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Gas Prices Won't Wilt Local Floral Businesses

(Source: Kate Thornton)

Every Friday and Saturday morning, 80 year old Joe Libous comes to work at Flowers at Dillenbecks.

He checks his list of deliveries, loads up the delivery van, takes one more glimpse at his list, and heads out off to the first of many stops.

"On a good day I'll drive 110-150 miles," said Libous.

Libous drives all over the Triple Cities delivering flowers and making people's days.

But by noon, the delivery van's gas tank has less than a quarter tank of gas left.

That's Libous' cue that it is time for a necessary stop, filling up at the pump.

"I always try to find the cheapest station around," said Libous.  "Forty dollars will hopefully last the rest of the weekend."

Flowers by Dillenbecks' Manager Cheryl Fritsch says the price of gas affects everything.

"We have to pay to have the flowers delivered.  Our shipping has gone up.  There's tariffs and tax that's been added because of it.  The trucking companies, they have to somehow get their money back," said Fritsch.

Gas prices in the Southern Tier are closing in at $4/gallon, which is forcing businesses with delivery services, like Dillenbecks, to keep a sharp eye on how far and how much their gas guzzling vans go.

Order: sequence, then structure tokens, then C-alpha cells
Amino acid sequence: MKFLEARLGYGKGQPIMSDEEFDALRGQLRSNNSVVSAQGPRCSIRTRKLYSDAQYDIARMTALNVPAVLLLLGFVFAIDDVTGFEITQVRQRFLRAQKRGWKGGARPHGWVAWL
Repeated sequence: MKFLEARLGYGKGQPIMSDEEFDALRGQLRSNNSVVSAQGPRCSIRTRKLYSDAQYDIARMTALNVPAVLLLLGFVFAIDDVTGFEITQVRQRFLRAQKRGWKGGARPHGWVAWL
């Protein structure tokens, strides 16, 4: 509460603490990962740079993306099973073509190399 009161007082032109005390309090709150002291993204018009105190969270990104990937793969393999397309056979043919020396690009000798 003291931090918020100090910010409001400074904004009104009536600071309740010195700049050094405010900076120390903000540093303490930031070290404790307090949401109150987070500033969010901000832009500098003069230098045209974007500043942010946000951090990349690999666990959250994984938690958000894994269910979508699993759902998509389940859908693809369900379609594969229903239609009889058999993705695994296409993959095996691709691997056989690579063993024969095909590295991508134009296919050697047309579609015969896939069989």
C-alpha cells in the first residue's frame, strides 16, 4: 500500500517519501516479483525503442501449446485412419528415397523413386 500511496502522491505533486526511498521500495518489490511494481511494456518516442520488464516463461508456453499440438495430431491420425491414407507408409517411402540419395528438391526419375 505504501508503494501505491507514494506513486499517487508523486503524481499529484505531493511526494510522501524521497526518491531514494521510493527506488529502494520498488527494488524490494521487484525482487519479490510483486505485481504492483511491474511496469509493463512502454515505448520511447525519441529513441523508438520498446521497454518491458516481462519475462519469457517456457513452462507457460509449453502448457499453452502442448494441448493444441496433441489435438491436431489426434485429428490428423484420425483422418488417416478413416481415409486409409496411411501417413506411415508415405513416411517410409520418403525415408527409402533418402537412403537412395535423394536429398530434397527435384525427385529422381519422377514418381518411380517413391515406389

"Not taking outlying areas as much, and if we do we would have to charge a little extra," said Fritsch.

For wholesale flower stores like Cleveland Plant and Flower and Company, keeping the cost of flowers to the local retailers has been a challenge as of late.

Especially because their flowers will sometimes come from as far away as Florida.

"It's very tough to incur that cost.  But, we do and we suffer a little but, but we try to help all the flower shops to get what they need at the prices they want," said CP&F assistant manager Brett Green.

Which forces businesses like Dillenbecks to do something it's reluctant to do.

"If the prices of incoming flowers change, we're going to have to start raising our prices a little bit.  We're trying to hold back as long as we can, because you never know when the price might break," said Fritsch.

But, for Joe Libous, fluctuations in the prices of gas is a secondary concern.  His reward stems from something that remains constant, no matter what the price at the pump might be.

"My favorite part about my job is... everything.  Just making people happy," said Libous.

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